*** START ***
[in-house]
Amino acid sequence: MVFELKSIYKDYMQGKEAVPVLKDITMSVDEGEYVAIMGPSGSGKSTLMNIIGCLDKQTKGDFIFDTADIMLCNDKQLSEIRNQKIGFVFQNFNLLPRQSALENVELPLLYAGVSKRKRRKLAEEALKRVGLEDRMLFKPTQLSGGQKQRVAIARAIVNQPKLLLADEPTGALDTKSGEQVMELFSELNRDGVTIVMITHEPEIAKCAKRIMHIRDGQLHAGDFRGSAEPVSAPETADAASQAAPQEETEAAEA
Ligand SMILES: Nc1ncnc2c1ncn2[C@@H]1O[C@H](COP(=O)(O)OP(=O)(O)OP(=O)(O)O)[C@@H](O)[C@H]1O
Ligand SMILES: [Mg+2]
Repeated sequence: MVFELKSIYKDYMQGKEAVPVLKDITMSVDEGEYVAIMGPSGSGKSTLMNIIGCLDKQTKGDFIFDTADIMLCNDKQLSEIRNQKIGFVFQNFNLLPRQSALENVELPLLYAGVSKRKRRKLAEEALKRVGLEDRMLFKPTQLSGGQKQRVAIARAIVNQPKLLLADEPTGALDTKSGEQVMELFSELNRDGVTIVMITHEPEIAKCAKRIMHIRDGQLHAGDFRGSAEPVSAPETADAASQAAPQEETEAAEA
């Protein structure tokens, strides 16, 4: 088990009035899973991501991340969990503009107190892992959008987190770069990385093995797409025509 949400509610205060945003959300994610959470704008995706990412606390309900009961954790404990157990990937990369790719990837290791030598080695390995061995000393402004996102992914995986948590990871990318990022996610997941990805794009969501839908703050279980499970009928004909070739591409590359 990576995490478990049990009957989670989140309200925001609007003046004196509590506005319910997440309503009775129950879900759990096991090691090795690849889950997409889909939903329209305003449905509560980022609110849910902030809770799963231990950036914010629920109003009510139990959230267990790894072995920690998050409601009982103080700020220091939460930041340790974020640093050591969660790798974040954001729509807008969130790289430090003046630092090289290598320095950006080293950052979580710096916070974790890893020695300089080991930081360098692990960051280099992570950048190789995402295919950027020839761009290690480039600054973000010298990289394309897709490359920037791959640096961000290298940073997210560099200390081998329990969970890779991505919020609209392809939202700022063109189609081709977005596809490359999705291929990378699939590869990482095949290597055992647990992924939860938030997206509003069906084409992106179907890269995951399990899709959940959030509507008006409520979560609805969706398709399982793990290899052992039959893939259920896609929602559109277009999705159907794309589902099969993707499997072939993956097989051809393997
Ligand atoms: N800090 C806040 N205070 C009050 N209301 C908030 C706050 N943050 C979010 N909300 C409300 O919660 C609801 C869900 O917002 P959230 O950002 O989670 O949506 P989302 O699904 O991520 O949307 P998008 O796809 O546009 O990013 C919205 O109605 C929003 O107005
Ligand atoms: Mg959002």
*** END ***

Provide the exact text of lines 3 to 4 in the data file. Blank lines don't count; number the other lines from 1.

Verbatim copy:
Ligand SMILES: Nc1ncnc2c1ncn2[C@@H]1O[C@H](COP(=O)(O)OP(=O)(O)OP(=O)(O)O)[C@@H](O)[C@H]1O
Ligand SMILES: [Mg+2]